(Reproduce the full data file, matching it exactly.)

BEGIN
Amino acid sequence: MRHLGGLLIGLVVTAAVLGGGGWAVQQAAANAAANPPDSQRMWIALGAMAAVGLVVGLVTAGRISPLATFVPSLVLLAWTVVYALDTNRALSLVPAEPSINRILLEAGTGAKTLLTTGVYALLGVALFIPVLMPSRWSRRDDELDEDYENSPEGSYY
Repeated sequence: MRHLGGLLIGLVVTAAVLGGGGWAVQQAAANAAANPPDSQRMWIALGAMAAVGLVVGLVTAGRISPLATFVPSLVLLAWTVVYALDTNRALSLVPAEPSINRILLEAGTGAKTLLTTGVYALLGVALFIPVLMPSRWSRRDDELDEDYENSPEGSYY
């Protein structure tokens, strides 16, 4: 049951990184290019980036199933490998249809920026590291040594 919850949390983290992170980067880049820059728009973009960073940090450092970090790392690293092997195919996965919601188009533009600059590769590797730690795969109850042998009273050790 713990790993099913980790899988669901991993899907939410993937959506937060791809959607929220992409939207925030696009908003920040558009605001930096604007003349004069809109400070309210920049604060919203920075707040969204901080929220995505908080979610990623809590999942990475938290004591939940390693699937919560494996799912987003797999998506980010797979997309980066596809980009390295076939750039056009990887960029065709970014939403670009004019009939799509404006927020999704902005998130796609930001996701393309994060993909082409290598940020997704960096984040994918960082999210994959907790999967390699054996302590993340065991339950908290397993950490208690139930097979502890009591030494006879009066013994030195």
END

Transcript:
Amino acid sequence: MRHLGGLLIGLVVTAAVLGGGGWAVQQAAANAAANPPDSQRMWIALGAMAAVGLVVGLVTAGRISPLATFVPSLVLLAWTVVYALDTNRALSLVPAEPSINRILLEAGTGAKTLLTTGVYALLGVALFIPVLMPSRWSRRDDELDEDYENSPEGSYY
Repeated sequence: MRHLGGLLIGLVVTAAVLGGGGWAVQQAAANAAANPPDSQRMWIALGAMAAVGLVVGLVTAGRISPLATFVPSLVLLAWTVVYALDTNRALSLVPAEPSINRILLEAGTGAKTLLTTGVYALLGVALFIPVLMPSRWSRRDDELDEDYENSPEGSYY
């Protein structure tokens, strides 16, 4: 049951990184290019980036199933490998249809920026590291040594 919850949390983290992170980067880049820059728009973009960073940090450092970090790392690293092997195919996965919601188009533009600059590769590797730690795969109850042998009273050790 713990790993099913980790899988669901991993899907939410993937959506937060791809959607929220992409939207925030696009908003920040558009605001930096604007003349004069809109400070309210920049604060919203920075707040969204901080929220995505908080979610990623809590999942990475938290004591939940390693699937919560494996799912987003797999998506980010797979997309980066596809980009390295076939750039056009990887960029065709970014939403670009004019009939799509404006927020999704902005998130796609930001996701393309994060993909082409290598940020997704960096984040994918960082999210994959907790999967390699054996302590993340065991339950908290397993950490208690139930097979502890009591030494006879009066013994030195």